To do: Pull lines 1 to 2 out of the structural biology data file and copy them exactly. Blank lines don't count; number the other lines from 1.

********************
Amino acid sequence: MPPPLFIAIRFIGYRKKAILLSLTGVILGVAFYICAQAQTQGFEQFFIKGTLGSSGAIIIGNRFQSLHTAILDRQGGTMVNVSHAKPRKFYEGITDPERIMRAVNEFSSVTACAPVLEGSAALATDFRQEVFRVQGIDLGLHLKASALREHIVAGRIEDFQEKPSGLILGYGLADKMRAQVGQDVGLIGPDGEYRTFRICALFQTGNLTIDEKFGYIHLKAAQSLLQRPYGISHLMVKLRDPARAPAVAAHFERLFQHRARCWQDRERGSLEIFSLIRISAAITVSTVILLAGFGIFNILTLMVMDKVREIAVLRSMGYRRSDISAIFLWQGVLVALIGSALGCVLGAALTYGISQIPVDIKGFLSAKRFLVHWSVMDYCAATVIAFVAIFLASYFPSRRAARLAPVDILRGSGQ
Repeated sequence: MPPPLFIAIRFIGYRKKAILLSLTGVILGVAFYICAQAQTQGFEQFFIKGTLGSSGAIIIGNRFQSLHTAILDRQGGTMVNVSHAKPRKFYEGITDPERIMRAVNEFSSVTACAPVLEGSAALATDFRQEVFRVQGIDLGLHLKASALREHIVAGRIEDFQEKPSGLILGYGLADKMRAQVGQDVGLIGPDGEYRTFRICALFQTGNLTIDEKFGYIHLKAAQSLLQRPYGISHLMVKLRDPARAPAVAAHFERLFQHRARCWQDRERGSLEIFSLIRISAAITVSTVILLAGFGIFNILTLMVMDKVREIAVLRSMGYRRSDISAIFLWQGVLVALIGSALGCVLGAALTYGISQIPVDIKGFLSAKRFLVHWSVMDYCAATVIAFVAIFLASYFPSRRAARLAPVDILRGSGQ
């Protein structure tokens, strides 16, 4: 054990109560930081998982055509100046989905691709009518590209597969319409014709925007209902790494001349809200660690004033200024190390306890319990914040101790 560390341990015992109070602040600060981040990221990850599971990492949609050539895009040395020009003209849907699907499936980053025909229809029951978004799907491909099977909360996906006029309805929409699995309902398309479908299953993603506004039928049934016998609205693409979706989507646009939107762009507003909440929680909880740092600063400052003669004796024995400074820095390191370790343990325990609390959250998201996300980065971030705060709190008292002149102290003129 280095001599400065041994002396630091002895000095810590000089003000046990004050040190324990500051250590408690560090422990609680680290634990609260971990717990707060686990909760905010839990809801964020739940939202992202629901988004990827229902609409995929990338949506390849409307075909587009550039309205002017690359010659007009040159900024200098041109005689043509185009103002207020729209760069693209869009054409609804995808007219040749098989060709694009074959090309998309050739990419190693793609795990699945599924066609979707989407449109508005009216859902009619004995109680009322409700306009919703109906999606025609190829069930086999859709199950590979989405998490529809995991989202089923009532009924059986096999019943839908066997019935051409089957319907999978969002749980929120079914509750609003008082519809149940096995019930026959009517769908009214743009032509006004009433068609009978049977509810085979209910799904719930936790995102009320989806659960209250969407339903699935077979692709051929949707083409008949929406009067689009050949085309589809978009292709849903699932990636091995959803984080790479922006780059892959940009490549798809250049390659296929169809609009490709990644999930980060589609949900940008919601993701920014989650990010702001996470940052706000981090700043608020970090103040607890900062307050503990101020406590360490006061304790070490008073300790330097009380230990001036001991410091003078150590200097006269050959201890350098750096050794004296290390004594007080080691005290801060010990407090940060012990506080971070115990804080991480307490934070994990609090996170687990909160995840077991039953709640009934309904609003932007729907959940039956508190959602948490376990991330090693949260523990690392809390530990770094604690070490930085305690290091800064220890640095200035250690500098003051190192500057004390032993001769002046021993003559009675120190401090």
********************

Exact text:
Amino acid sequence: MPPPLFIAIRFIGYRKKAILLSLTGVILGVAFYICAQAQTQGFEQFFIKGTLGSSGAIIIGNRFQSLHTAILDRQGGTMVNVSHAKPRKFYEGITDPERIMRAVNEFSSVTACAPVLEGSAALATDFRQEVFRVQGIDLGLHLKASALREHIVAGRIEDFQEKPSGLILGYGLADKMRAQVGQDVGLIGPDGEYRTFRICALFQTGNLTIDEKFGYIHLKAAQSLLQRPYGISHLMVKLRDPARAPAVAAHFERLFQHRARCWQDRERGSLEIFSLIRISAAITVSTVILLAGFGIFNILTLMVMDKVREIAVLRSMGYRRSDISAIFLWQGVLVALIGSALGCVLGAALTYGISQIPVDIKGFLSAKRFLVHWSVMDYCAATVIAFVAIFLASYFPSRRAARLAPVDILRGSGQ
Repeated sequence: MPPPLFIAIRFIGYRKKAILLSLTGVILGVAFYICAQAQTQGFEQFFIKGTLGSSGAIIIGNRFQSLHTAILDRQGGTMVNVSHAKPRKFYEGITDPERIMRAVNEFSSVTACAPVLEGSAALATDFRQEVFRVQGIDLGLHLKASALREHIVAGRIEDFQEKPSGLILGYGLADKMRAQVGQDVGLIGPDGEYRTFRICALFQTGNLTIDEKFGYIHLKAAQSLLQRPYGISHLMVKLRDPARAPAVAAHFERLFQHRARCWQDRERGSLEIFSLIRISAAITVSTVILLAGFGIFNILTLMVMDKVREIAVLRSMGYRRSDISAIFLWQGVLVALIGSALGCVLGAALTYGISQIPVDIKGFLSAKRFLVHWSVMDYCAATVIAFVAIFLASYFPSRRAARLAPVDILRGSGQ